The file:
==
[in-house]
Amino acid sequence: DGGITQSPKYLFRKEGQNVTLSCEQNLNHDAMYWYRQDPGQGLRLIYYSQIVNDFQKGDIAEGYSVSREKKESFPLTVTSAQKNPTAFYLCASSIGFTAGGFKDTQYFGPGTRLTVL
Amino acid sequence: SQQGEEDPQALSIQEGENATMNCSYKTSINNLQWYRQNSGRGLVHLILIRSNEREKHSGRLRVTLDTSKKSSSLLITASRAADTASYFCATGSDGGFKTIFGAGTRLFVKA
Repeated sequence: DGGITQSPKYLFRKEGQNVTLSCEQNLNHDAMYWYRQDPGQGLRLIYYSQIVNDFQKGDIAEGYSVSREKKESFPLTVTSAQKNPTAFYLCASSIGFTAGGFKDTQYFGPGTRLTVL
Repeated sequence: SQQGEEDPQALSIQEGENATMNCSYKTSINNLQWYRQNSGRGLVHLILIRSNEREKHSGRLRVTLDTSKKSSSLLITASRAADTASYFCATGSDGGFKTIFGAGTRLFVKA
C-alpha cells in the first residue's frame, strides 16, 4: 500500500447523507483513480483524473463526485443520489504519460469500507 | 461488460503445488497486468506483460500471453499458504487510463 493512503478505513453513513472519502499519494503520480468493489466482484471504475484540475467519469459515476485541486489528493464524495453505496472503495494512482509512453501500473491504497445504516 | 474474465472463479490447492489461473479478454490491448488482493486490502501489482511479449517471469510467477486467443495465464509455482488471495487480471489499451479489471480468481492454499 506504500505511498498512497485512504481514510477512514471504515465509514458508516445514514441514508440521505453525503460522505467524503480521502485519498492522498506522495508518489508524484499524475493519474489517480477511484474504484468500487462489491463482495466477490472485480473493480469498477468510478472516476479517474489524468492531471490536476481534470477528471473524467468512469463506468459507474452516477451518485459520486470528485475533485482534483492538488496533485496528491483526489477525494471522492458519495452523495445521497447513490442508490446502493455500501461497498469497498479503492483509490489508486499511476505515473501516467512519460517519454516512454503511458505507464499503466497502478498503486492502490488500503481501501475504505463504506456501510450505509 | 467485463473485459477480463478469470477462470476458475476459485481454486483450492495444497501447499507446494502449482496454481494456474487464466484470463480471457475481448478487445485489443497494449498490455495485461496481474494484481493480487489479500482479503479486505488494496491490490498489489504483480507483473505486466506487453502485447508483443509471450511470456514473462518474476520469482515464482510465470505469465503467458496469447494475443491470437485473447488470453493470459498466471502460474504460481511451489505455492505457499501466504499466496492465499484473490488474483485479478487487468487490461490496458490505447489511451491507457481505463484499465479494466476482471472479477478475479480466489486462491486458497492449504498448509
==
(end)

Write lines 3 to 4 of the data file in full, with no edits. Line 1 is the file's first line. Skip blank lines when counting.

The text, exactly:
Amino acid sequence: SQQGEEDPQALSIQEGENATMNCSYKTSINNLQWYRQNSGRGLVHLILIRSNEREKHSGRLRVTLDTSKKSSSLLITASRAADTASYFCATGSDGGFKTIFGAGTRLFVKA
Repeated sequence: DGGITQSPKYLFRKEGQNVTLSCEQNLNHDAMYWYRQDPGQGLRLIYYSQIVNDFQKGDIAEGYSVSREKKESFPLTVTSAQKNPTAFYLCASSIGFTAGGFKDTQYFGPGTRLTVL